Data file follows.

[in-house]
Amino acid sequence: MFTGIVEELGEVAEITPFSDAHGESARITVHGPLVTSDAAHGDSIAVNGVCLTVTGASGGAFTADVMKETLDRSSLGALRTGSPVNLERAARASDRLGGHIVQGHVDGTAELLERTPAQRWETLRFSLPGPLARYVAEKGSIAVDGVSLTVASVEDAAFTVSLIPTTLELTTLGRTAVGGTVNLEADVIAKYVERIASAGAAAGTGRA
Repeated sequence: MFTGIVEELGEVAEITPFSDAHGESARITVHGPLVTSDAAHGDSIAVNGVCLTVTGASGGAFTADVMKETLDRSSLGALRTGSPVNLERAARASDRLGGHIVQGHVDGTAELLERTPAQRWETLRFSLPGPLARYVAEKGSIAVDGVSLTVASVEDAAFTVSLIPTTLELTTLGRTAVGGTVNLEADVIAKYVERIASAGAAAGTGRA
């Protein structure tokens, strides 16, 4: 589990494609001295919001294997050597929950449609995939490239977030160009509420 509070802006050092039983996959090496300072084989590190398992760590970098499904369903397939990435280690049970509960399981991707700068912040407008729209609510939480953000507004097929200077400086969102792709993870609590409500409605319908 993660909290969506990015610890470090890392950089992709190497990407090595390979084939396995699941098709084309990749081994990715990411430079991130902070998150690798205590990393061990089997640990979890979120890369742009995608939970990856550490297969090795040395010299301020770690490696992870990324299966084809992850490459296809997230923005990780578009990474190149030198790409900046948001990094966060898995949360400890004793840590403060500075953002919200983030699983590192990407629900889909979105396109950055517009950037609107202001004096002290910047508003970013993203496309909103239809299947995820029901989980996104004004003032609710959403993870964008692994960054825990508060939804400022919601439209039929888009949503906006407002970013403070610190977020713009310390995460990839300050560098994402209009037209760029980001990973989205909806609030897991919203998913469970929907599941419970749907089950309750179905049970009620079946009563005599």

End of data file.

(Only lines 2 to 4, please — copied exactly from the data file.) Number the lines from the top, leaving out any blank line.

Amino acid sequence: MFTGIVEELGEVAEITPFSDAHGESARITVHGPLVTSDAAHGDSIAVNGVCLTVTGASGGAFTADVMKETLDRSSLGALRTGSPVNLERAARASDRLGGHIVQGHVDGTAELLERTPAQRWETLRFSLPGPLARYVAEKGSIAVDGVSLTVASVEDAAFTVSLIPTTLELTTLGRTAVGGTVNLEADVIAKYVERIASAGAAAGTGRA
Repeated sequence: MFTGIVEELGEVAEITPFSDAHGESARITVHGPLVTSDAAHGDSIAVNGVCLTVTGASGGAFTADVMKETLDRSSLGALRTGSPVNLERAARASDRLGGHIVQGHVDGTAELLERTPAQRWETLRFSLPGPLARYVAEKGSIAVDGVSLTVASVEDAAFTVSLIPTTLELTTLGRTAVGGTVNLEADVIAKYVERIASAGAAAGTGRA
């Protein structure tokens, strides 16, 4: 589990494609001295919001294997050597929950449609995939490239977030160009509420 509070802006050092039983996959090496300072084989590190398992760590970098499904369903397939990435280690049970509960399981991707700068912040407008729209609510939480953000507004097929200077400086969102792709993870609590409500409605319908 993660909290969506990015610890470090890392950089992709190497990407090595390979084939396995699941098709084309990749081994990715990411430079991130902070998150690798205590990393061990089997640990979890979120890369742009995608939970990856550490297969090795040395010299301020770690490696992870990324299966084809992850490459296809997230923005990780578009990474190149030198790409900046948001990094966060898995949360400890004793840590403060500075953002919200983030699983590192990407629900889909979105396109950055517009950037609107202001004096002290910047508003970013993203496309909103239809299947995820029901989980996104004004003032609710959403993870964008692994960054825990508060939804400022919601439209039929888009949503906006407002970013403070610190977020713009310390995460990839300050560098994402209009037209760029980001990973989205909806609030897991919203998913469970929907599941419970749907089950309750179905049970009620079946009563005599």